Paul, a 3rd grader, finds a pattern

I was working with Paul and a rotogram, to find the sum of the angles of a polygon. Paul had difficulty with the idea of rotating clockwise and counterclockwise. Later when his Dad came in he told me that they have all digital clocks in their home, except for one.  So Paul was not sure how to read a regular clock.

We made a table of values where x = the number of sides of the polygon and y= the sum of the interior angles.

Paul noticed that  the 360' was one circle and 540' was 1 1/2 circles.

In looking for a pattern in the table he made 2 observations. "In the 100's, odd numbers are  getting higher", and "In the 10's even numbers are getting lower".

                               Paul, a 3rd grader, divides by ZERO

 I started Paul with the problem 

 (See the copy of the page from his book below. This problem is down near his art work),

-which  means how many quarters make one-half? Like in the problem 12  divided by 3 = ? Or what times 3 makes 12? We worked our way up the page, and he caught on to the pattern. I asked him to make up some problems like these. This is where the interesting part comes in! He starts to divide by zero!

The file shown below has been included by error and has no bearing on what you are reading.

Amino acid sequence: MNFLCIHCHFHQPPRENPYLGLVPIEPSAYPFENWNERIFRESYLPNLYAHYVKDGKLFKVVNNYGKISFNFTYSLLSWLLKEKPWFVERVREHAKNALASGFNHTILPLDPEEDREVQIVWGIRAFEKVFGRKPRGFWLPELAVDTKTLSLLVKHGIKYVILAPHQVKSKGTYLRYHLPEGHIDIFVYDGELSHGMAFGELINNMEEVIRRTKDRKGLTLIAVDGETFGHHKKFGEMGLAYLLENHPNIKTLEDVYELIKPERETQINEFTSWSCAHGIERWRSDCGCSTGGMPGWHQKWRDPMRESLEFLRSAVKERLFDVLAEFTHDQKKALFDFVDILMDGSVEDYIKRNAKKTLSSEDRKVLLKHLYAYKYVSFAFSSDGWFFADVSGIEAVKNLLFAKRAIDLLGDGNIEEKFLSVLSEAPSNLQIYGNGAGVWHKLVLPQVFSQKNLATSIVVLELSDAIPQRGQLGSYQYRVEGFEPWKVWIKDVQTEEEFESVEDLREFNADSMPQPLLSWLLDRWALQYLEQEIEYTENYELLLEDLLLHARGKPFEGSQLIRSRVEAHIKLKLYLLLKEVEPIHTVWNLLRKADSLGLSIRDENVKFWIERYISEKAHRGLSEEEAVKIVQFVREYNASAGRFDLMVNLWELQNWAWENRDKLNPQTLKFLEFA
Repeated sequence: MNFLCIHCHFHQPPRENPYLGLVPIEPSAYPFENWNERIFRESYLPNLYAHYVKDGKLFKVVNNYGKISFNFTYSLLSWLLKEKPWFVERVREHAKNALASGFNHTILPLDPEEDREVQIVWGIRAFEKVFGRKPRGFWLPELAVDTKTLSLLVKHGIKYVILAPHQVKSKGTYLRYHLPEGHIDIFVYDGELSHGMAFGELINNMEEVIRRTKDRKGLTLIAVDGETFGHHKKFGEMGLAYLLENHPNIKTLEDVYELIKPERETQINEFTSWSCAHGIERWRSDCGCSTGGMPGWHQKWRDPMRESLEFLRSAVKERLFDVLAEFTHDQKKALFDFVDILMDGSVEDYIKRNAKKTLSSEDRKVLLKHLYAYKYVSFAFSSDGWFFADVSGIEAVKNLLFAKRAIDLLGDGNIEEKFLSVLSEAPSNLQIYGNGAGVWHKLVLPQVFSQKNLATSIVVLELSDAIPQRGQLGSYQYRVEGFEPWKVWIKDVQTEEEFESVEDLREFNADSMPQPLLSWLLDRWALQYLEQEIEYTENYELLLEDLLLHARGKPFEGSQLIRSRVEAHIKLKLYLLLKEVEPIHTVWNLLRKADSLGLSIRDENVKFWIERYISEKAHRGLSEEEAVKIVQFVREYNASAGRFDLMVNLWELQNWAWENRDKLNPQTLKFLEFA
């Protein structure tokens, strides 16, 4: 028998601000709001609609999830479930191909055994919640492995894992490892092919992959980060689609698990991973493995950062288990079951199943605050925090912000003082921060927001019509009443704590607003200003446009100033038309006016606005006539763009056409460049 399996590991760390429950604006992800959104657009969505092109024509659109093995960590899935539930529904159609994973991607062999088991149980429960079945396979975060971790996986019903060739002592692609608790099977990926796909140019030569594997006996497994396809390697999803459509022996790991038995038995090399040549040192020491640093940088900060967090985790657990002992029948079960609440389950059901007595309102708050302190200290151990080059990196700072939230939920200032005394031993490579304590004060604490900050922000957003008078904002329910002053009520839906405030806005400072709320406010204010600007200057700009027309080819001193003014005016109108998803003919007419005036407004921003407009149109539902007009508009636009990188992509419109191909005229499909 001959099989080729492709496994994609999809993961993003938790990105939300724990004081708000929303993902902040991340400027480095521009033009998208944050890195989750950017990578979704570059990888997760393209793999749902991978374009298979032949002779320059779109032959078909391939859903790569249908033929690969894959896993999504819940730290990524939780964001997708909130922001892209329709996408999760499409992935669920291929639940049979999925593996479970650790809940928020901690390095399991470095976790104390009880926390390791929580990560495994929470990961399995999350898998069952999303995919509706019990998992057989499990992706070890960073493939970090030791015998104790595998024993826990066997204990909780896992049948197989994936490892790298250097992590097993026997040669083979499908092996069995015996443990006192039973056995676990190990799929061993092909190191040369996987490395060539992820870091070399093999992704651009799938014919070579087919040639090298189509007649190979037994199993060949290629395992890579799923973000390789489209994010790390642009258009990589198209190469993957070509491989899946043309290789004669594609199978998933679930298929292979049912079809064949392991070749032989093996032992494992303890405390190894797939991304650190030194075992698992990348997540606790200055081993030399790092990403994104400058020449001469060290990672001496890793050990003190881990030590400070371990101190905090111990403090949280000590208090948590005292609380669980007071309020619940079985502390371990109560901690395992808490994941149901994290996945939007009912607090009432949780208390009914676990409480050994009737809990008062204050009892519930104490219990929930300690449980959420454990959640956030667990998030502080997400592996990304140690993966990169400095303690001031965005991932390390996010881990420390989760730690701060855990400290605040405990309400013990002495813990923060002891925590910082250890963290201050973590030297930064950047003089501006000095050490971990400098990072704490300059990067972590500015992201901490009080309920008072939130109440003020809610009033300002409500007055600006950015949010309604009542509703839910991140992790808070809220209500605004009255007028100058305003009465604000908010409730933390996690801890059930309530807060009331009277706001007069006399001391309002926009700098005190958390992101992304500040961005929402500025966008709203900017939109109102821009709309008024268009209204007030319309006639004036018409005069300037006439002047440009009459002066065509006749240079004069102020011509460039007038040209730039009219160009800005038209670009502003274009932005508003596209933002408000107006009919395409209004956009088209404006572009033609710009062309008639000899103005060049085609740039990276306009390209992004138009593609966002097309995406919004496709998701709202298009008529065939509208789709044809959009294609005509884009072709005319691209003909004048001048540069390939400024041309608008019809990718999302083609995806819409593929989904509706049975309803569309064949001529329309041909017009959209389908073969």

We discussed 3/0 = ? as what times 0 = 3? And he said there is no number times 0 = 3. His notation was N.A. for no answer. The we talked about 0/5 = ? What times 5 = 0? and of course this was 0. What about 0/0=? and he came up with the fact that any number times 0 = 0. So 0/0= Any Number (A.N.); this is equivalent to AN x 0 = 0.

17 June 2008 Don received this thank you note from Paul, who came to Don from 3rd grade through 12th grade: 
Dear Mr. Cohen,
Thank you very much for the beautiful graduation card, the gift card to Pages For all Ages, and for attending graduation. Even more significantly, thank you for providing a strong foundation in mathematics and for helping me through subjects I found especially difficult. Your innovative approaches and teaching styles kept math interesting and fun, while the teaching methods in school made it dull and repetitive. This approach has been something that I can apply to different aspects of my life, by looking at a topic from a different angle, I am able to much more thoroughly comprehend the subject.

Once again, thank you so much for all you've done.
Sincerely, Paul 

Thank you Paul, for your dedication to excellence and being a wonderful human being, and to Mom and Dad, for making it all possible! You all have helped make the last 10 years of my teaching very enjoyable.

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